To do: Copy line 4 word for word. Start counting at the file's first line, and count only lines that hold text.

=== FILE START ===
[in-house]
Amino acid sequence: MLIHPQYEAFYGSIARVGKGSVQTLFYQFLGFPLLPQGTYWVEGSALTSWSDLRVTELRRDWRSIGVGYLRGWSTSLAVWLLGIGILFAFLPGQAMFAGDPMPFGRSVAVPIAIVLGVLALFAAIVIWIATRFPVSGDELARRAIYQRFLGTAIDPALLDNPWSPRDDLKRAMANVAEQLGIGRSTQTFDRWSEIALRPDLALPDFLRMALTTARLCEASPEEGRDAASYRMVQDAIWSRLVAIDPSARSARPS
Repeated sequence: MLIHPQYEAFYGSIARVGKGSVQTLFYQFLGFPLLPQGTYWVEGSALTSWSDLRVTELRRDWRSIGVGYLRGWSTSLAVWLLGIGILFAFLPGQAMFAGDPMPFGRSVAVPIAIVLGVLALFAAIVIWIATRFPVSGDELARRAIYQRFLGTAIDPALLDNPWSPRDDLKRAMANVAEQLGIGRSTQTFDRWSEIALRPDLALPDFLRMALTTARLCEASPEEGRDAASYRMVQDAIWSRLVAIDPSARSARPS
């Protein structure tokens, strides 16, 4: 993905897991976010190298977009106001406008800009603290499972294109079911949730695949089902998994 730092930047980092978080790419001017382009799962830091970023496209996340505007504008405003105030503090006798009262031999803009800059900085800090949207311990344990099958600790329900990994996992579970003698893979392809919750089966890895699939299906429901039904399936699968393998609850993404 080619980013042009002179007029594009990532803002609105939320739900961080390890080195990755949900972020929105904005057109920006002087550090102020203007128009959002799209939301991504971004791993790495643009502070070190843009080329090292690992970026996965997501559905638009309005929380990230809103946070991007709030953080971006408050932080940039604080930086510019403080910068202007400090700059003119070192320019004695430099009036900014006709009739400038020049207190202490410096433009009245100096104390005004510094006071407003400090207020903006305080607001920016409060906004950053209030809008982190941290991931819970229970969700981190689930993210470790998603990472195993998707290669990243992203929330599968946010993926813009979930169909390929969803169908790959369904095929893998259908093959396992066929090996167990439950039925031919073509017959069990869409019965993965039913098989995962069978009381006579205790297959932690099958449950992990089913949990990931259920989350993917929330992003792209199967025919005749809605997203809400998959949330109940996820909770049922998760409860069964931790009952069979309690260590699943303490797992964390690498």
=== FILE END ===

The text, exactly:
């Protein structure tokens, strides 16, 4: 993905897991976010190298977009106001406008800009603290499972294109079911949730695949089902998994 730092930047980092978080790419001017382009799962830091970023496209996340505007504008405003105030503090006798009262031999803009800059900085800090949207311990344990099958600790329900990994996992579970003698893979392809919750089966890895699939299906429901039904399936699968393998609850993404 080619980013042009002179007029594009990532803002609105939320739900961080390890080195990755949900972020929105904005057109920006002087550090102020203007128009959002799209939301991504971004791993790495643009502070070190843009080329090292690992970026996965997501559905638009309005929380990230809103946070991007709030953080971006408050932080940039604080930086510019403080910068202007400090700059003119070192320019004695430099009036900014006709009739400038020049207190202490410096433009009245100096104390005004510094006071407003400090207020903006305080607001920016409060906004950053209030809008982190941290991931819970229970969700981190689930993210470790998603990472195993998707290669990243992203929330599968946010993926813009979930169909390929969803169908790959369904095929893998259908093959396992066929090996167990439950039925031919073509017959069990869409019965993965039913098989995962069978009381006579205790297959932690099958449950992990089913949990990931259920989350993917929330992003792209199967025919005749809605997203809400998959949330109940996820909770049922998760409860069964931790009952069979309690260590699943303490797992964390690498």